Tokyo University of Agriculture (TUA) and SEARCA signed a memorandum of agreement (MOA) on 23 February 2010 to collaborate in providing graduate scholarships to Southeast Asians.
Dr. Kanju Ohsawa (left), TUA President, and Dr. Gil C. Saguiguit, Jr., SEARCA Director, shake hands after the MOA signing held on 23 February 2010 at SEARCA, Los Banos, Laguna.
The collaborative undertaking, called "TUA-SEARCA Scholarship for Dissertation Doctorate Program," allows a Southeast Asian scholar to be conferred a doctorate from TUA upon satisfying the academic requirements for doctorate dissertation work. Initially, the program will have one scholar for its first three years (2010-2013) of implementation.
Two SEARCA scholars -- one Indonesian and one Filipino, made their research findings known to the public through separate Special Seminars of the Agriculture and Development Seminar Series (ADSS) held at SEARCA last February 5 and 11, 2010.
(From L to R): Mr. Agus Setiadi and Mr. Eriberto Salang, both SEARCA scholars, presented their research findings in the ADSS earlier this month.
Mr. Agus Setiadi, SEARCA PhD scholar talked about spatial market integration of cattle in Central Java, Indonesia. He is a lecturer at the Department of Forest Management, Faculty of Agriculture, University of Sumatera Utara in Indonesia. He just finished his PhD in Agricultural Economics at the University of the Philippines Los Baños, Philippines.
He explained that spatial market integration refers to the co-movement of commodity prices in spatially separated markets. Indonesia used to be a big importer of cattle until its government imposed the meat self-sufficiency program in 2004. As such, results of the study can guide policymakers on developing possible strategic directions to enhance beef market integration. Time series data on beef importation for the period of 1990 to 2007 were used for trend analysis.
Through various statistical methods (e.g., t-test, regression analysis, multivariate analysis, etc.), it was found that price transmission at the retail level from one market to another was symmetric. The presence of good road networks in regional markets at Central Java helps facilitate price transmission process. Findings also indicated that cattle population increased after the implementation of the meat self-sufficiency program. Likewise, total and average per capita beef consumption increased. The study recommends further strengthening of the meat self-sufficiency program as well as enhancing technical support to improve cattle farm productivity.
On the other hand, Mr. Eriberto Salang, SEARCA PhD research scholar and associate professor at the College of Agriculture, Western Mindanao State University in the Philippines, discussed soil carbon sequestration. He said that although climate change is a hot issue, there is little understanding of the role that soil processes play in the global carbon cycle. Adhering to the principle that the soil is considered as the largest pool of carbon, this study investigated the relationships of tillage systems and vegetation types on soil carbon sequestration in Faraon and Adtuyon soil series.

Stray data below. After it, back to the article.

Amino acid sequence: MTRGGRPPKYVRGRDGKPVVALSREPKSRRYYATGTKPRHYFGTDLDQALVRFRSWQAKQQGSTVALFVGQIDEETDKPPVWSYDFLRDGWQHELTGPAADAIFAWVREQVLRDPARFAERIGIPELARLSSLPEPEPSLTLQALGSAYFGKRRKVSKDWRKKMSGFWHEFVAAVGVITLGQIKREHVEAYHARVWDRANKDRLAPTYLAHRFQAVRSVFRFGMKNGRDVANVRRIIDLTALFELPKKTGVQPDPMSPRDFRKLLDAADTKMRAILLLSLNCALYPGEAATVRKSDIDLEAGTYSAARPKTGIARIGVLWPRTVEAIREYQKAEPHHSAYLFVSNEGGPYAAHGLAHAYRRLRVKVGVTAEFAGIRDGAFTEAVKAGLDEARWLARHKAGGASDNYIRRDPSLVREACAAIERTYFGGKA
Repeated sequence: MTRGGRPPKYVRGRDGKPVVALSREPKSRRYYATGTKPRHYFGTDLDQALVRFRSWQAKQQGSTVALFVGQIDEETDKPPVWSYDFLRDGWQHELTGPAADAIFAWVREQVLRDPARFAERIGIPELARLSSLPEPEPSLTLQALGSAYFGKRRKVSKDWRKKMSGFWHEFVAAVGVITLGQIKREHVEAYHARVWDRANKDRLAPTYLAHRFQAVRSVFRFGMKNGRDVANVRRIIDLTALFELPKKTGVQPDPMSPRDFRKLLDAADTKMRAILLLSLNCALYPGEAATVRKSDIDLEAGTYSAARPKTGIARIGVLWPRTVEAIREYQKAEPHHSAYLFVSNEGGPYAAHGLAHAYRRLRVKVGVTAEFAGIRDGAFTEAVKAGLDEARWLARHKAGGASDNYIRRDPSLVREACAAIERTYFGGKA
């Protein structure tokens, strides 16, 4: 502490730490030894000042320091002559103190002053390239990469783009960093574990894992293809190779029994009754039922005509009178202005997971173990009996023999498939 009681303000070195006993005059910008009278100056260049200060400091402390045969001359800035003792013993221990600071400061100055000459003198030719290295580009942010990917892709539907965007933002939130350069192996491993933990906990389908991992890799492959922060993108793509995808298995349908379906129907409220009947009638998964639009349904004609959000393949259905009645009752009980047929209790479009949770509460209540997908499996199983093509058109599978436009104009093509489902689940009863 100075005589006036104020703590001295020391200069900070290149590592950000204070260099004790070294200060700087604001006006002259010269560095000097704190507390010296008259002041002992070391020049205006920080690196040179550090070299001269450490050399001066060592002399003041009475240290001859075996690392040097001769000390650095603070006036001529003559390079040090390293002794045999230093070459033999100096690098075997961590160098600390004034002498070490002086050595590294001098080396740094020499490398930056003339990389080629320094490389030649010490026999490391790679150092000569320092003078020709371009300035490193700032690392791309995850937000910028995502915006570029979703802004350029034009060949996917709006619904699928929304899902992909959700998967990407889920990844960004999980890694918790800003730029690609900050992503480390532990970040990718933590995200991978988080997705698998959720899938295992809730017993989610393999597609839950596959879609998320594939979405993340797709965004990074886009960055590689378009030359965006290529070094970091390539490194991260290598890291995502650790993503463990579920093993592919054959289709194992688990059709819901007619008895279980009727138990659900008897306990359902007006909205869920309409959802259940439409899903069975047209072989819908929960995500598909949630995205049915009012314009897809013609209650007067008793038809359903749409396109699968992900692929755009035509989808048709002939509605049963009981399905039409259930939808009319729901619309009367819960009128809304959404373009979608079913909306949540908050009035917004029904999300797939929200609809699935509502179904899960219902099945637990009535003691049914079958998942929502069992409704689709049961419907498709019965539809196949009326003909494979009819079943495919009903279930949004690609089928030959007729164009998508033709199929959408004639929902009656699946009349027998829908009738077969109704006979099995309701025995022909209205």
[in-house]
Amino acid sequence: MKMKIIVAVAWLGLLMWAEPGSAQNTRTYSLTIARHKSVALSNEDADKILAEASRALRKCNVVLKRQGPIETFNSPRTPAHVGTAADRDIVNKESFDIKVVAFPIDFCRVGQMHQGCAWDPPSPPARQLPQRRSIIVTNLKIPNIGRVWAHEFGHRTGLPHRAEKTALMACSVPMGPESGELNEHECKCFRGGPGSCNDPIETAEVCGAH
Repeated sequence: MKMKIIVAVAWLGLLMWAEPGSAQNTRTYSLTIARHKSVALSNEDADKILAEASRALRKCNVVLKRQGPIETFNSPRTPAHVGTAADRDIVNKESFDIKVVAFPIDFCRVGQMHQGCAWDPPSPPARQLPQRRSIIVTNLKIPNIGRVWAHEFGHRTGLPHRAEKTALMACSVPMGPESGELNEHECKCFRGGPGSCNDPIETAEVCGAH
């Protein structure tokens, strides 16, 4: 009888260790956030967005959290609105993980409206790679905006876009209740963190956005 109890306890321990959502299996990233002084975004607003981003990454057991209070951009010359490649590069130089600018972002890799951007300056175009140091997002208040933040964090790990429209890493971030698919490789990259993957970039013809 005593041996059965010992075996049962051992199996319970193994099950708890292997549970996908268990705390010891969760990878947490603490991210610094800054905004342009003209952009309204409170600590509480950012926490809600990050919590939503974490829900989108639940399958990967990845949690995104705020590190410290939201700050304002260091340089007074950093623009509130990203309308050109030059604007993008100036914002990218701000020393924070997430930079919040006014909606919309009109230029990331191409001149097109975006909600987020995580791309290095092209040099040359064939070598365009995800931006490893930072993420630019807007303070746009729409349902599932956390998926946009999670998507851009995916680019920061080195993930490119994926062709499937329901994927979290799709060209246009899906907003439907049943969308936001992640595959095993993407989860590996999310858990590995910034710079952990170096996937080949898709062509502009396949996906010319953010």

His study revealed that soil capacity to sequester organic carbon is dependent mainly on soil type, soil pH, tillage systems, and vegetation type imposed by agricultural practices. Mr. Salang explained that Adtuyon soils are more able to sequester carbon dioxide than Faraon soils because the former is highly acidic which allows less microbial decomposition of organic materials. Its lighter color also resulted to less heat absorption due to greater albedo (reflection coefficient). Neutral pH and dark colored soils that may absorb more heat, as in Faraon soils, favor the rapid rate of microbial decomposition, thereby releasing more sequestered soil carbon, he concluded.
In terms of tillage systems, findings showed that no-tillage had the highest carbon sequestration due mainly to its high bulk density. He pointed out that tillage favors the rapid decomposition rate of organic materials by allowing easy movement of air and water in soil. These materials then become a source of organic carbon.
Graduate scholarship is one of SEARCA’s core programs. It aims to ensure the responsiveness of Southeast Asia's agricultural scientists and professionals to global sustainable development issues. The program provides support for advanced studies leading to the MS and PhD degrees in agriculture, forestry, and related fields.